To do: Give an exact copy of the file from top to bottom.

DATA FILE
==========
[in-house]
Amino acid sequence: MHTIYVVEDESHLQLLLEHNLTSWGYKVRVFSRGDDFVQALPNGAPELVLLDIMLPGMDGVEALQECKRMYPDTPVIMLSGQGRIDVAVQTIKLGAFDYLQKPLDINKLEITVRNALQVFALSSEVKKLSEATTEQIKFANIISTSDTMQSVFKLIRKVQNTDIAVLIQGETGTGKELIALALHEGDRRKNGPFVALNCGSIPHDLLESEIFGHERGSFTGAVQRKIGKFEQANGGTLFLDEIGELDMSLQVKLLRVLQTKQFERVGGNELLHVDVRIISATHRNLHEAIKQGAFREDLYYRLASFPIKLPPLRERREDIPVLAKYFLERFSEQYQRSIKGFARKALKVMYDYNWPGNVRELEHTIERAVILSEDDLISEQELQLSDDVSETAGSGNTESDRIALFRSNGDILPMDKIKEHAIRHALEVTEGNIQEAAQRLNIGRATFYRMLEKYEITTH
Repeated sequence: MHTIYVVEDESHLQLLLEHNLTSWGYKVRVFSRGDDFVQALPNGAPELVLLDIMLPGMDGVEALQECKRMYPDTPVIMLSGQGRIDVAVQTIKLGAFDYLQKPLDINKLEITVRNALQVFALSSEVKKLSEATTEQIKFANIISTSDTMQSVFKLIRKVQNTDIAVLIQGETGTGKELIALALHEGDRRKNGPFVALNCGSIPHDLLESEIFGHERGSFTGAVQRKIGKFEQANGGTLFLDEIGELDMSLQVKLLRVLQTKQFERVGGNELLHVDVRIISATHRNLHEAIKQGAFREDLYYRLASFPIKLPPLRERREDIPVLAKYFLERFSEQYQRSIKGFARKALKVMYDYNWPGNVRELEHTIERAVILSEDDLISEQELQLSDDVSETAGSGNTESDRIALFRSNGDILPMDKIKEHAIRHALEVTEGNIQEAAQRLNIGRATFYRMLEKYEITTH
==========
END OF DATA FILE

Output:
[in-house]
Amino acid sequence: MHTIYVVEDESHLQLLLEHNLTSWGYKVRVFSRGDDFVQALPNGAPELVLLDIMLPGMDGVEALQECKRMYPDTPVIMLSGQGRIDVAVQTIKLGAFDYLQKPLDINKLEITVRNALQVFALSSEVKKLSEATTEQIKFANIISTSDTMQSVFKLIRKVQNTDIAVLIQGETGTGKELIALALHEGDRRKNGPFVALNCGSIPHDLLESEIFGHERGSFTGAVQRKIGKFEQANGGTLFLDEIGELDMSLQVKLLRVLQTKQFERVGGNELLHVDVRIISATHRNLHEAIKQGAFREDLYYRLASFPIKLPPLRERREDIPVLAKYFLERFSEQYQRSIKGFARKALKVMYDYNWPGNVRELEHTIERAVILSEDDLISEQELQLSDDVSETAGSGNTESDRIALFRSNGDILPMDKIKEHAIRHALEVTEGNIQEAAQRLNIGRATFYRMLEKYEITTH
Repeated sequence: MHTIYVVEDESHLQLLLEHNLTSWGYKVRVFSRGDDFVQALPNGAPELVLLDIMLPGMDGVEALQECKRMYPDTPVIMLSGQGRIDVAVQTIKLGAFDYLQKPLDINKLEITVRNALQVFALSSEVKKLSEATTEQIKFANIISTSDTMQSVFKLIRKVQNTDIAVLIQGETGTGKELIALALHEGDRRKNGPFVALNCGSIPHDLLESEIFGHERGSFTGAVQRKIGKFEQANGGTLFLDEIGELDMSLQVKLLRVLQTKQFERVGGNELLHVDVRIISATHRNLHEAIKQGAFREDLYYRLASFPIKLPPLRERREDIPVLAKYFLERFSEQYQRSIKGFARKALKVMYDYNWPGNVRELEHTIERAVILSEDDLISEQELQLSDDVSETAGSGNTESDRIALFRSNGDILPMDKIKEHAIRHALEVTEGNIQEAAQRLNIGRATFYRMLEKYEITTH